Under the federal financial aid rules, both parents’ and students’ assets are counted in calculating the Expected Family Contribution (EFC) toward a student’s college costs — that is the amount the family can expect to pay for a year of college before any financial aid kicks in. Under the formula, a student’s assets count more toward the EFC than do the parents’ assets. A student’s assets are counted at a flat 20% rate. By contrast, a portion of the parents’ assets are sheltered by an asset protection allowance based on the age of the older parent. Moreover, parental assets above the allowance are counted at a rate of only 5.64%.

The good news is that funds in a Section 529 plan are treated as the parents’ assets, regardless of whether the student or the parents own the account. Thus, only 5.64% of 529 plans funds are taken into account in calculating the EFC.

COMPARE: Many of your clients may take a first-come, first-served approach to savings. When faced with a choice between making retirement plan and 529 plan contributions, parents may opt for the latter. After all, the bill for a child’s college tuition is likely to come due long before retirement. However, parents should bear in mind that funds in a qualified retirement plan are not counted as assets on applications for federal financial aid — although any current-year contributions or withdrawals are counted.

#4: Section 529 plans are not just for parents

Grandparents and other relatives can set up a Section 529 plan for a child, while maintaining ownership and control over the account. While contributions to a Section 529 plan are made with after-tax dollars, the funds grow and compound tax-free while in the account — and, of course, distributions are potentially tax-free if used for the account beneficiary’s qualified education expenses. On the other hand, if a grandparent requires funds for their own needs, a 529 plan is revocable. The account owner will owe tax and a 10% penalty, and may be subject to state income tax — but only on the earnings portion of the account.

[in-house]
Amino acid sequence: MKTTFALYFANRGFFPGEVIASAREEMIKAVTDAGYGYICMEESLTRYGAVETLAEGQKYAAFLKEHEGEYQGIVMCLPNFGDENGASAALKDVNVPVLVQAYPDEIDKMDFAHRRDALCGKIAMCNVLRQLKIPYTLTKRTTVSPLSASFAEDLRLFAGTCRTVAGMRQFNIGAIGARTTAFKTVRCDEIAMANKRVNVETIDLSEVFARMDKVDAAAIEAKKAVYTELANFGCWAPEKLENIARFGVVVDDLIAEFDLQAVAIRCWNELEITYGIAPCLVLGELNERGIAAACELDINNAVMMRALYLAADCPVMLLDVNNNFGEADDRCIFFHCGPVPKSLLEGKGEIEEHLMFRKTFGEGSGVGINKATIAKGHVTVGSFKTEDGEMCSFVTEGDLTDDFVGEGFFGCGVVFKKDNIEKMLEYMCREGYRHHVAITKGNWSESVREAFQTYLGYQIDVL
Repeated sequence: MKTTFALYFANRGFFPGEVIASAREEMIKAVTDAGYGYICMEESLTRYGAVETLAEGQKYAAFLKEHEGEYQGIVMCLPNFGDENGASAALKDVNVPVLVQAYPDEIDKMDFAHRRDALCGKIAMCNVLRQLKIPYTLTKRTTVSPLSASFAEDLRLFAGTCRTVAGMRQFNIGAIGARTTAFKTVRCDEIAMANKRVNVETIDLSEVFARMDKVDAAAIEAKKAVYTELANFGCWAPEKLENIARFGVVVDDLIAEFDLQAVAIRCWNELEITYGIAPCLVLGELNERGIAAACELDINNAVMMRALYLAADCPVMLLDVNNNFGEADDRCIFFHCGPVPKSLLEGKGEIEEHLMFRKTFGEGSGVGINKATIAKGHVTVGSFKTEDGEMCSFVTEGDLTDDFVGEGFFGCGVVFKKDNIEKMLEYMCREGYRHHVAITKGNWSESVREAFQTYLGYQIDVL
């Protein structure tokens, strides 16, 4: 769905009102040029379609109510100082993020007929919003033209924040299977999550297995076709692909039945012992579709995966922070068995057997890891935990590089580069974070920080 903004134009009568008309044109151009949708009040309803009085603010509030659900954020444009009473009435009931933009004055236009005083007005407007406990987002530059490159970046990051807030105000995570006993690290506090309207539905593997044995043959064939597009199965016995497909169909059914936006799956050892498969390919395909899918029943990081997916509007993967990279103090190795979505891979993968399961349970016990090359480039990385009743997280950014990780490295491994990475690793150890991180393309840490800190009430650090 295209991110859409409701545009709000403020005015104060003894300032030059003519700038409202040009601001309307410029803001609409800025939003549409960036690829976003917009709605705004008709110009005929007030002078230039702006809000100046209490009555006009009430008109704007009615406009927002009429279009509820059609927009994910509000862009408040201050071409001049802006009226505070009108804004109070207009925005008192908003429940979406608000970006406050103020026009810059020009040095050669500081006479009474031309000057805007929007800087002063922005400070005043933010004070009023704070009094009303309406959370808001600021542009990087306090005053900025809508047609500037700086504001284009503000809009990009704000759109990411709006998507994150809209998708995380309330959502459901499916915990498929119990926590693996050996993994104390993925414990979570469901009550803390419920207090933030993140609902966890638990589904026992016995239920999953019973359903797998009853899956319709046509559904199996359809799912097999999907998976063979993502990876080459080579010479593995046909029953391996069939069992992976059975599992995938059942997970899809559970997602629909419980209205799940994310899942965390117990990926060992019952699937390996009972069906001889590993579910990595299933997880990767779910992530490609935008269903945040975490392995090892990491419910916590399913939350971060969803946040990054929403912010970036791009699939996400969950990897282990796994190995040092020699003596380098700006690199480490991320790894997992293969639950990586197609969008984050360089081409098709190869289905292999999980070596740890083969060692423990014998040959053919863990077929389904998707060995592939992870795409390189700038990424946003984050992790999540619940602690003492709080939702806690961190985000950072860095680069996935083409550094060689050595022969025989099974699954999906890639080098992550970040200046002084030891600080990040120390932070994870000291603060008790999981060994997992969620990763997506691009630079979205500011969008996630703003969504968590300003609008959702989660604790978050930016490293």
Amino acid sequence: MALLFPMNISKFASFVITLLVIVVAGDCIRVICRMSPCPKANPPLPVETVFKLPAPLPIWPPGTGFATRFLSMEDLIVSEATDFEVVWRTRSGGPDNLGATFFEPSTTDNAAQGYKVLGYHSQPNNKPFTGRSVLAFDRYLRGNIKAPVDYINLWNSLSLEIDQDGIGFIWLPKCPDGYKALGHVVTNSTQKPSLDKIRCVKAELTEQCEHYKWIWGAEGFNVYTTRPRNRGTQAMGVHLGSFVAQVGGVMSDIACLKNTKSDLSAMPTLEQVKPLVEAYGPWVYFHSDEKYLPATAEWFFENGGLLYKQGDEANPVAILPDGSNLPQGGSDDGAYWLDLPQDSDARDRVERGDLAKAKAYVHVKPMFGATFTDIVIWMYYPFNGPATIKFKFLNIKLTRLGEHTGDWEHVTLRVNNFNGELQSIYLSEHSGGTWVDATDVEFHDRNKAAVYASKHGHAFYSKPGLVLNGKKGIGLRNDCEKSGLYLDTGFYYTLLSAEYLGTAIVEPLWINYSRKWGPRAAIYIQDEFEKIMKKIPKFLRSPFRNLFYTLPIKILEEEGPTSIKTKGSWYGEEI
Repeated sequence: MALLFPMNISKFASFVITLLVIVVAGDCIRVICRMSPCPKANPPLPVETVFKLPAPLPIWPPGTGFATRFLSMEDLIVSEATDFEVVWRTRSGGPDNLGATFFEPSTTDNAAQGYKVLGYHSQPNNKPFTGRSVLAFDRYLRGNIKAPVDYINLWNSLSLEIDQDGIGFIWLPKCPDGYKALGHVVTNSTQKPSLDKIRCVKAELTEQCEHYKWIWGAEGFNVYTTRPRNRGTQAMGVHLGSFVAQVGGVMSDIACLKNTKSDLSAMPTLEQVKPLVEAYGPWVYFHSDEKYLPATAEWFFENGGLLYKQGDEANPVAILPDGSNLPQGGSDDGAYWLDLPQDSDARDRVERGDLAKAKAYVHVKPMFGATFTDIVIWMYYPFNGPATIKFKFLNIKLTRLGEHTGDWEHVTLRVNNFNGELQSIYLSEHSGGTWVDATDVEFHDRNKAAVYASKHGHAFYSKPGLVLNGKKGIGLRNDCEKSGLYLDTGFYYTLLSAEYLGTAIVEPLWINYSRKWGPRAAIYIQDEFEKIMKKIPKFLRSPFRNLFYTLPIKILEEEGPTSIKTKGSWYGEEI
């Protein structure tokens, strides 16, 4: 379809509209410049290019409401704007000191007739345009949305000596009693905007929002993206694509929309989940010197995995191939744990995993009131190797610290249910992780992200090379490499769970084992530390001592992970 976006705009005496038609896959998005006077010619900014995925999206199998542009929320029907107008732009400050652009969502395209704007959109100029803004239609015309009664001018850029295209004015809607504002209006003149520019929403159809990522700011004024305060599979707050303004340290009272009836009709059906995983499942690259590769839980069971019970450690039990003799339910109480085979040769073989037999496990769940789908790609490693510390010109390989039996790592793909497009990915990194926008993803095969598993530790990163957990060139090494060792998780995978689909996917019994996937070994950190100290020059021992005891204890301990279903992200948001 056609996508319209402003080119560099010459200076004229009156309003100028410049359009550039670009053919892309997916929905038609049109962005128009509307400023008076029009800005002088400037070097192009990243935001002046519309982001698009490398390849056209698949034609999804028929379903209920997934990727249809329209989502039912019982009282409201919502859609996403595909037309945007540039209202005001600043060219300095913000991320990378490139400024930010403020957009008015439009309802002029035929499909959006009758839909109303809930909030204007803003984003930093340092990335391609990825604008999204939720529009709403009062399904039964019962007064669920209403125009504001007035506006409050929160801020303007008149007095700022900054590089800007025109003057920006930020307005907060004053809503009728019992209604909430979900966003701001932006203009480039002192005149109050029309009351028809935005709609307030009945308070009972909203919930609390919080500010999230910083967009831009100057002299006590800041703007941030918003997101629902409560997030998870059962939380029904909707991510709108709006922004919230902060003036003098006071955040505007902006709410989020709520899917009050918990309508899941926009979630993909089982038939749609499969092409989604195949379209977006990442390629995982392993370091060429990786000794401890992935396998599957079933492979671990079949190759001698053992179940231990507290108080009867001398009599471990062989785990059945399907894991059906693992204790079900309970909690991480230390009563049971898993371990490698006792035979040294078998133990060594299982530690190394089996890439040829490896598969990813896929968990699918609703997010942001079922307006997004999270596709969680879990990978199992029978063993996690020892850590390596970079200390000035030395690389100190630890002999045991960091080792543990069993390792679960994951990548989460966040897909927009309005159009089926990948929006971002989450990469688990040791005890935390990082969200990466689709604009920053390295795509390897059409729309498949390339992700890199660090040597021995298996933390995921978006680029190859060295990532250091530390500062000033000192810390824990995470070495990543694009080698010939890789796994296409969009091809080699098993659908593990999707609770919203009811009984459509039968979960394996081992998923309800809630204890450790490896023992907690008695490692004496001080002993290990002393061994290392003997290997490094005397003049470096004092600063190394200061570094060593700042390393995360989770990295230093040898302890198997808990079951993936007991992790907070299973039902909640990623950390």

One potential source of 529 plan contributions for grandparents are the required minimum distributions (RMDs) they must take from a qualified retirement plan. The recently enacted SECURE Act has pushed back the age for RMDs from 70 ½ to 72. Nonetheless, some grandparents are faced with the prospect of taking retirement plan distributions that they don’t need. Since these distributions have already been taxed, funneling the money into a 529 plan for a grandchild will allow for further tax-free growth.

For federal financial aid purposes, funds in a 529 plan owned by a grandparent or other relative are not reported as either the parents’ or students’ assets and aren’t subject to financial aid calculations until withdrawn and given to the student. On the other hand, distributions from the plan for the child’s college costs are counted as part of the child’s income for the year of the distribution. However, taking a last-out approach to such distributions — for example, waiting until the child’s last year of college to tap grandparent-owned 529 funds — can minimize the impact on financial aid.

CAUTION: Colleges have their own rules for figuring financial aid. While some follow the federal formula, others may ask about 529 plans held by grandparents or other relatives when awarding scholarships or grants.